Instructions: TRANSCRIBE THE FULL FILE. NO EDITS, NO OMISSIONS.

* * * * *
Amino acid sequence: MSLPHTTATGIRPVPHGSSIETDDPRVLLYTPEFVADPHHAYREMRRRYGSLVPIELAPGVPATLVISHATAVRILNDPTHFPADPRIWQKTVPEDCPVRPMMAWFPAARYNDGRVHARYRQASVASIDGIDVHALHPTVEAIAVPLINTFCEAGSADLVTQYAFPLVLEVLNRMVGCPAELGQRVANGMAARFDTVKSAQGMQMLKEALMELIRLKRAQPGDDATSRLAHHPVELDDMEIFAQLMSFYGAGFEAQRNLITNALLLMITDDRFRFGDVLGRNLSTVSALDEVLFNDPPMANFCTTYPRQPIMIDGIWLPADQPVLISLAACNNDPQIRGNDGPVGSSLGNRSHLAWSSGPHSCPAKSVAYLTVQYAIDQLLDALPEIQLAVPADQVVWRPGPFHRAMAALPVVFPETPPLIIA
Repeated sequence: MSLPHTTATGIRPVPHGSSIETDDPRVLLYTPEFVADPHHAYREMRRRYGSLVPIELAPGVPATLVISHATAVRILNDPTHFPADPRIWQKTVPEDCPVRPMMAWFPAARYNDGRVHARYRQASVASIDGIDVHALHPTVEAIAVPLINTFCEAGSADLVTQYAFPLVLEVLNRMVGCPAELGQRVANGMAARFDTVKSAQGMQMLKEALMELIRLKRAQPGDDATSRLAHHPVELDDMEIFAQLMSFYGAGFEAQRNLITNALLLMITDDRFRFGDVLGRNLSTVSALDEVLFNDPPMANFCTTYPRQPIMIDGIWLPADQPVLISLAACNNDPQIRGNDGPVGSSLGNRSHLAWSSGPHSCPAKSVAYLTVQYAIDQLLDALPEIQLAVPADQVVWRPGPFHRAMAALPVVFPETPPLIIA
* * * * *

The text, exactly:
Amino acid sequence: MSLPHTTATGIRPVPHGSSIETDDPRVLLYTPEFVADPHHAYREMRRRYGSLVPIELAPGVPATLVISHATAVRILNDPTHFPADPRIWQKTVPEDCPVRPMMAWFPAARYNDGRVHARYRQASVASIDGIDVHALHPTVEAIAVPLINTFCEAGSADLVTQYAFPLVLEVLNRMVGCPAELGQRVANGMAARFDTVKSAQGMQMLKEALMELIRLKRAQPGDDATSRLAHHPVELDDMEIFAQLMSFYGAGFEAQRNLITNALLLMITDDRFRFGDVLGRNLSTVSALDEVLFNDPPMANFCTTYPRQPIMIDGIWLPADQPVLISLAACNNDPQIRGNDGPVGSSLGNRSHLAWSSGPHSCPAKSVAYLTVQYAIDQLLDALPEIQLAVPADQVVWRPGPFHRAMAALPVVFPETPPLIIA
Repeated sequence: MSLPHTTATGIRPVPHGSSIETDDPRVLLYTPEFVADPHHAYREMRRRYGSLVPIELAPGVPATLVISHATAVRILNDPTHFPADPRIWQKTVPEDCPVRPMMAWFPAARYNDGRVHARYRQASVASIDGIDVHALHPTVEAIAVPLINTFCEAGSADLVTQYAFPLVLEVLNRMVGCPAELGQRVANGMAARFDTVKSAQGMQMLKEALMELIRLKRAQPGDDATSRLAHHPVELDDMEIFAQLMSFYGAGFEAQRNLITNALLLMITDDRFRFGDVLGRNLSTVSALDEVLFNDPPMANFCTTYPRQPIMIDGIWLPADQPVLISLAACNNDPQIRGNDGPVGSSLGNRSHLAWSSGPHSCPAKSVAYLTVQYAIDQLLDALPEIQLAVPADQVVWRPGPFHRAMAALPVVFPETPPLIIA